Trump passes up first real chance to end Obamacare

President Trump had his first real chance to can the Patient Protection and Affordable Care Act (PPACA). Instead, he kicked the can down the road.

In 2015, the Republican-led House of Representatives sued the Obama administration over subsidies paid to insurance companies. That money helps provide for lower premiums and deductibles. Though the money is specified in the law, Congress had not allocated it since 2014. Therefore, House leaders claimed, the Obama administration violated the constitution by spending money Congress did not allocate.

The case is House v. Price (changed from House v. Burwell when Tom Price became Secretary of Health and Human Services).

In May 2016, a federal court judge agreed with the House leaders’ argument and ruled against the administration. The administration immediately appealed, and the judge allowed the payments to continue during the appeal process.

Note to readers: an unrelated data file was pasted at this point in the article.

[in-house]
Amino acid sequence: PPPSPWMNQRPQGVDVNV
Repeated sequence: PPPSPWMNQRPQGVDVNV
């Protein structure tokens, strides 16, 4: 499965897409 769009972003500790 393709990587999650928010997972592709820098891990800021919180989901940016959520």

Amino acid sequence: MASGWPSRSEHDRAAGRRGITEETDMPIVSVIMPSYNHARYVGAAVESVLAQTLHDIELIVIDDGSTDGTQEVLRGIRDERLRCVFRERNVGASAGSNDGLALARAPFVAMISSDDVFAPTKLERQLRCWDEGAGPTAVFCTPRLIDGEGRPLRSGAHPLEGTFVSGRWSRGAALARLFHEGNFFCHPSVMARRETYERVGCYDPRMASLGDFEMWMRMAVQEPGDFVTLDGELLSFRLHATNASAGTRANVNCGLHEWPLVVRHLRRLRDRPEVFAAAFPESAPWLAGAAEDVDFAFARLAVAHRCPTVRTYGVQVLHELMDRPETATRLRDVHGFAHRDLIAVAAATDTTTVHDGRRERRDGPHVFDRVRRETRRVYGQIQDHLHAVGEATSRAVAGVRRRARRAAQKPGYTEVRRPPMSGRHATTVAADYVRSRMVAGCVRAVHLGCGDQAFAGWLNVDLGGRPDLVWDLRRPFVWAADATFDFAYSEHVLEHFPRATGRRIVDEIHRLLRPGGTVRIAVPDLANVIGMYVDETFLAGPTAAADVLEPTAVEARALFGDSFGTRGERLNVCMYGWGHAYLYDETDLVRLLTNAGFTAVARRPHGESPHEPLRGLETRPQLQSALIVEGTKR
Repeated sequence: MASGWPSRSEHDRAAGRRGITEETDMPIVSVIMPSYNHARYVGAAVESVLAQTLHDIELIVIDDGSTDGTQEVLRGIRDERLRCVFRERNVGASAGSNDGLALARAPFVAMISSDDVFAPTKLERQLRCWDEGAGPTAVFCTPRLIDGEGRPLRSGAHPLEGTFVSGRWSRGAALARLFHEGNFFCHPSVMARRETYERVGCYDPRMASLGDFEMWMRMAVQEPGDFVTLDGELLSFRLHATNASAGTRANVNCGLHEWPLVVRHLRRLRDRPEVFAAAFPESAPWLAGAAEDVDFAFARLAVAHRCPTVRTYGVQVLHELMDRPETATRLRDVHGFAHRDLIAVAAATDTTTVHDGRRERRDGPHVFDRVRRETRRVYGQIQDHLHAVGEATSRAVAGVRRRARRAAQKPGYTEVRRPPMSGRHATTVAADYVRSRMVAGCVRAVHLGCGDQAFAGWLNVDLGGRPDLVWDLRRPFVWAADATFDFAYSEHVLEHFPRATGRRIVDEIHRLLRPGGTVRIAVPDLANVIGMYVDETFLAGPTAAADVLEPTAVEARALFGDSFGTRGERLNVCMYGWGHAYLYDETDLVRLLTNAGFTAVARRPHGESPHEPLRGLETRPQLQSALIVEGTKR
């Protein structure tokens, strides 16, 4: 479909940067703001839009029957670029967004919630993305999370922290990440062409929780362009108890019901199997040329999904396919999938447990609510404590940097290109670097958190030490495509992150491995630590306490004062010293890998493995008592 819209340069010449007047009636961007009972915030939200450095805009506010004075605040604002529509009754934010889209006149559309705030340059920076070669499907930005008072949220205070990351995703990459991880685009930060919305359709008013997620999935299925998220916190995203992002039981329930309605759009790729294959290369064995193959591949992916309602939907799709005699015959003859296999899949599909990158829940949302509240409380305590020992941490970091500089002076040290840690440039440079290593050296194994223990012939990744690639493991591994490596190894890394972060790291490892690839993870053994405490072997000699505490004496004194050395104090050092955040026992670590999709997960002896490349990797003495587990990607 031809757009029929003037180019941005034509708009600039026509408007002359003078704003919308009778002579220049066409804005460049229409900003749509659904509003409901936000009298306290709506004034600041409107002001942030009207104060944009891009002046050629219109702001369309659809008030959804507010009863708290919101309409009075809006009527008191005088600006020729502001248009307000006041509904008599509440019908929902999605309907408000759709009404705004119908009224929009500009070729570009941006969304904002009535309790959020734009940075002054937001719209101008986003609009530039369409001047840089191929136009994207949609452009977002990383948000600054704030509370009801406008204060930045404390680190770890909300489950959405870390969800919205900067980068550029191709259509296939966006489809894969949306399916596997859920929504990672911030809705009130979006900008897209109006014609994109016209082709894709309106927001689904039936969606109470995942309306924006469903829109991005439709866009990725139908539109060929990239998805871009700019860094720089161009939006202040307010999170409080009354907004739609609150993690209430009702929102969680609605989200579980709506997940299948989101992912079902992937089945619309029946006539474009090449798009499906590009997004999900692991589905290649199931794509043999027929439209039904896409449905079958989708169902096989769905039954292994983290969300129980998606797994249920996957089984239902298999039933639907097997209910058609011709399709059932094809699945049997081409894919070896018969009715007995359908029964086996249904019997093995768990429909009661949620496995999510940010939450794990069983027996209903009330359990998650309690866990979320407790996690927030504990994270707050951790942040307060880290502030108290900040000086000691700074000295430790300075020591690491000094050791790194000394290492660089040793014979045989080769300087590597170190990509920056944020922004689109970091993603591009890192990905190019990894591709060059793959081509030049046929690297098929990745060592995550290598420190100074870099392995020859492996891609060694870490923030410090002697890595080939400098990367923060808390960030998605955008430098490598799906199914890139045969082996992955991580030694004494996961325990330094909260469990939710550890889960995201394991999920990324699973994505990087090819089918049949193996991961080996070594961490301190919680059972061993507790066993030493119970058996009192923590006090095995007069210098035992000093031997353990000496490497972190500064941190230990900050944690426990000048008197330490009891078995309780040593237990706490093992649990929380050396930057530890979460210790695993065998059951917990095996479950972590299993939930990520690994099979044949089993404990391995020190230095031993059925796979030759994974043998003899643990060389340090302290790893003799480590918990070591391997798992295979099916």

With Trump now as the head of the administration, he had until late February to decide whether to continue the appeal or simply drop it.

Had he dropped it, the court’s decision would have become permanent and payments to insurance companies would stop immediately. Unless Congress were to authorize the payments (with Trump’s approval), several insurance companies either would need to increase premiums significantly or drop out of the marketplace — causing many to lose health care coverage.

The administration has until May 22 to decide its next steps, and to provide the court with status reports every three months afterward.

You can read more on the status of Obamacare under the Trump administration at

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